Ernst Levy (born 18 November 1895 in Basel, Switzerland, died 19 April 1981 in Morges, Switzerland) was a distinguished Swiss pianist, pedagogue, and composer.

At the age of 6 Levy gave his very first public performance with the D major Concert by Haydn. He studied in Basel with Hans Huber and Egon Petri, and later in Paris with the French virtuoso Raoul Pugno. By 1917 Ernst Levy was already teaching at the Basel Conservatory alongside Huber, and from 1917 to 1921 he was head of the piano master-class at this institute. Four years later, he set up residence in Paris, working first primarily as a pianist and teacher, he became the founder-conductor of the Choeur Philharmonique in Paris (1928).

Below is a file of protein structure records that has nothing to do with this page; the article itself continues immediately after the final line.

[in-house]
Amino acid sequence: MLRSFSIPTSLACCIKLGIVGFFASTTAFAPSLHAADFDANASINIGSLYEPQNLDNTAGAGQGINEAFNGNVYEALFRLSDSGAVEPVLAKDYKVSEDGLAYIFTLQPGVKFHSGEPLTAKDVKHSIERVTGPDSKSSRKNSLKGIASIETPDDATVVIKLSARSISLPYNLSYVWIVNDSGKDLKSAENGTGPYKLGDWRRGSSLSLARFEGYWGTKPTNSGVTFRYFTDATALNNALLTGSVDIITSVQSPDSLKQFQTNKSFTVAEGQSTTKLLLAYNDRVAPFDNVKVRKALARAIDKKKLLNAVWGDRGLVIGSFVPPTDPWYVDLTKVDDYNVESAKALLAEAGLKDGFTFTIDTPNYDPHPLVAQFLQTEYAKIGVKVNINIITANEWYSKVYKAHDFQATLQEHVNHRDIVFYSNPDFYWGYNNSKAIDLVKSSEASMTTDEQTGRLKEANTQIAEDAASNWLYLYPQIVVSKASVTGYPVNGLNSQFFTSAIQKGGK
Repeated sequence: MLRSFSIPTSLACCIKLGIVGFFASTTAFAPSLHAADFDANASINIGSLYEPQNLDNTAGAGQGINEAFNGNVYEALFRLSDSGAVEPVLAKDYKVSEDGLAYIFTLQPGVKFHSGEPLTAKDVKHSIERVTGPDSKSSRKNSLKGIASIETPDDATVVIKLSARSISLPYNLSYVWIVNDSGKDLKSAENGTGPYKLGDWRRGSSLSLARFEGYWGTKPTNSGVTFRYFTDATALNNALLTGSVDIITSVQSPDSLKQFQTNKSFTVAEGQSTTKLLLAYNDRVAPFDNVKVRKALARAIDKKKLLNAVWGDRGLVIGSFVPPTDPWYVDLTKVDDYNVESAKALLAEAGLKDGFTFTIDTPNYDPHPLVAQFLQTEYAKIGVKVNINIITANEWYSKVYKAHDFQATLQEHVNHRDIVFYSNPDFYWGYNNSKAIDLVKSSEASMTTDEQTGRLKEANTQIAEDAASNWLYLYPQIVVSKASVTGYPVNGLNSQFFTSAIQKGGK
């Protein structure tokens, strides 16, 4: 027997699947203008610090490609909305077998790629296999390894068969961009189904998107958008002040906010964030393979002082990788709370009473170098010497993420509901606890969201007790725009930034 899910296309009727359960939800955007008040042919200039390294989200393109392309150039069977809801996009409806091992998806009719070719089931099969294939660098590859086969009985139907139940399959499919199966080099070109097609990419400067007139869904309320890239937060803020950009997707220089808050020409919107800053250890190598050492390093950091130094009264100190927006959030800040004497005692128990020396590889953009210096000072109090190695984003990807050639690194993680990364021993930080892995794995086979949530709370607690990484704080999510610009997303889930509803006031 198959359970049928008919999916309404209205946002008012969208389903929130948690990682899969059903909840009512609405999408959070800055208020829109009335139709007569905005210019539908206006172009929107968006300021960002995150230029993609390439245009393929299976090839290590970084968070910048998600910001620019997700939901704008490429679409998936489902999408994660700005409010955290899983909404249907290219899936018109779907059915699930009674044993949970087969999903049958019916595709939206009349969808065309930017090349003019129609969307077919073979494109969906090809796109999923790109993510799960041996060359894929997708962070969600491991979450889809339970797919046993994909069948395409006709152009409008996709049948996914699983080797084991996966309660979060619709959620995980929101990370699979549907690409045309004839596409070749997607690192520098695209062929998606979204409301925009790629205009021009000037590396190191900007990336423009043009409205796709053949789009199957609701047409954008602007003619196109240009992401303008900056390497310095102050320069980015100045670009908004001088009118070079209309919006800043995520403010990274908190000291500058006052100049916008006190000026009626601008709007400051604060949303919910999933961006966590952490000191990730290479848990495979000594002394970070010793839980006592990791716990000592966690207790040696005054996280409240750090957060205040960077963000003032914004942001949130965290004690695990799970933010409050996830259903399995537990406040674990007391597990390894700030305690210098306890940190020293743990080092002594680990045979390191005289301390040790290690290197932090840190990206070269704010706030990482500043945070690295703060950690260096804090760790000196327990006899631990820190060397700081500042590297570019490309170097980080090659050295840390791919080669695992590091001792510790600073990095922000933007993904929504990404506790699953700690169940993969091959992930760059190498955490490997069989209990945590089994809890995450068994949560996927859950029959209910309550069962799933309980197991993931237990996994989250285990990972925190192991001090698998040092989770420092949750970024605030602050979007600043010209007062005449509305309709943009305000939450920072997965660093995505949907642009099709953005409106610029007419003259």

1941 he came to the United States, where he taught at colleges such as the New England Conservatory Boston, the Bennington College in Vermont, the University of Chicago, the Massachusetts Institute of Technology and the Brooklyn College.

He became a United States citizen but after his retirement in 1966 he returned to his native Switzerland where he spent the rest of his life. Levy died in 1981 at the age of 86.

As a composer, Ernst Levy's style is not identifiable with any school or tradition. He was a firm believer in the viability of tonality (as opposed to dodecaphony), and he constantly sought new ways of expression. Ernst Levy composed 15 symphonies (1920-1967); many choral works; chamber music; various pieces for solo instruments; etc. He was also the author of several publications about music.